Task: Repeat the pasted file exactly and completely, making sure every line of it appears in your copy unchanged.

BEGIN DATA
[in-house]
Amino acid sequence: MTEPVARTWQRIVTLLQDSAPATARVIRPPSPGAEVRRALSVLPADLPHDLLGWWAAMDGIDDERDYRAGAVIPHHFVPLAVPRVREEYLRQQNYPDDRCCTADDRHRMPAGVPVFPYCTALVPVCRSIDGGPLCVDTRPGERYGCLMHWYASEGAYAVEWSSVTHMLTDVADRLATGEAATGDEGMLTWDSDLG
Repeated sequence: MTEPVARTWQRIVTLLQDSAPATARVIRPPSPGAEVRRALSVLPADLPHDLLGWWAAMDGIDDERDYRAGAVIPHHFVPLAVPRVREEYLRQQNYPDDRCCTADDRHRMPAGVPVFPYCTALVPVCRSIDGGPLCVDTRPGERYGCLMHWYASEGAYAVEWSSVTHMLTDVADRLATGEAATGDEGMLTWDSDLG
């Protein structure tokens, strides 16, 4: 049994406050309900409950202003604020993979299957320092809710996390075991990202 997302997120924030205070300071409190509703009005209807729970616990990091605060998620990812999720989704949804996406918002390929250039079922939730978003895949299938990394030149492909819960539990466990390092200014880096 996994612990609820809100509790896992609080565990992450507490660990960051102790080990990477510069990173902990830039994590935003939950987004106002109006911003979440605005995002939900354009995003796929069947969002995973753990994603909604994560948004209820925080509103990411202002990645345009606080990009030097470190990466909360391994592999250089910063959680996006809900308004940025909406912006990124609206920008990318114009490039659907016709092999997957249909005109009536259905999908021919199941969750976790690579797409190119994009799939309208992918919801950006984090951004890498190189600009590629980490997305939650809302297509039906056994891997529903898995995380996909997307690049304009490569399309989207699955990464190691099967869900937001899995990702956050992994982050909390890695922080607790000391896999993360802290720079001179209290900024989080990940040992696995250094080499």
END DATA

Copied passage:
[in-house]
Amino acid sequence: MTEPVARTWQRIVTLLQDSAPATARVIRPPSPGAEVRRALSVLPADLPHDLLGWWAAMDGIDDERDYRAGAVIPHHFVPLAVPRVREEYLRQQNYPDDRCCTADDRHRMPAGVPVFPYCTALVPVCRSIDGGPLCVDTRPGERYGCLMHWYASEGAYAVEWSSVTHMLTDVADRLATGEAATGDEGMLTWDSDLG
Repeated sequence: MTEPVARTWQRIVTLLQDSAPATARVIRPPSPGAEVRRALSVLPADLPHDLLGWWAAMDGIDDERDYRAGAVIPHHFVPLAVPRVREEYLRQQNYPDDRCCTADDRHRMPAGVPVFPYCTALVPVCRSIDGGPLCVDTRPGERYGCLMHWYASEGAYAVEWSSVTHMLTDVADRLATGEAATGDEGMLTWDSDLG
């Protein structure tokens, strides 16, 4: 049994406050309900409950202003604020993979299957320092809710996390075991990202 997302997120924030205070300071409190509703009005209807729970616990990091605060998620990812999720989704949804996406918002390929250039079922939730978003895949299938990394030149492909819960539990466990390092200014880096 996994612990609820809100509790896992609080565990992450507490660990960051102790080990990477510069990173902990830039994590935003939950987004106002109006911003979440605005995002939900354009995003796929069947969002995973753990994603909604994560948004209820925080509103990411202002990645345009606080990009030097470190990466909360391994592999250089910063959680996006809900308004940025909406912006990124609206920008990318114009490039659907016709092999997957249909005109009536259905999908021919199941969750976790690579797409190119994009799939309208992918919801950006984090951004890498190189600009590629980490997305939650809302297509039906056994891997529903898995995380996909997307690049304009490569399309989207699955990464190691099967869900937001899995990702956050992994982050909390890695922080607790000391896999993360802290720079001179209290900024989080990940040992696995250094080499």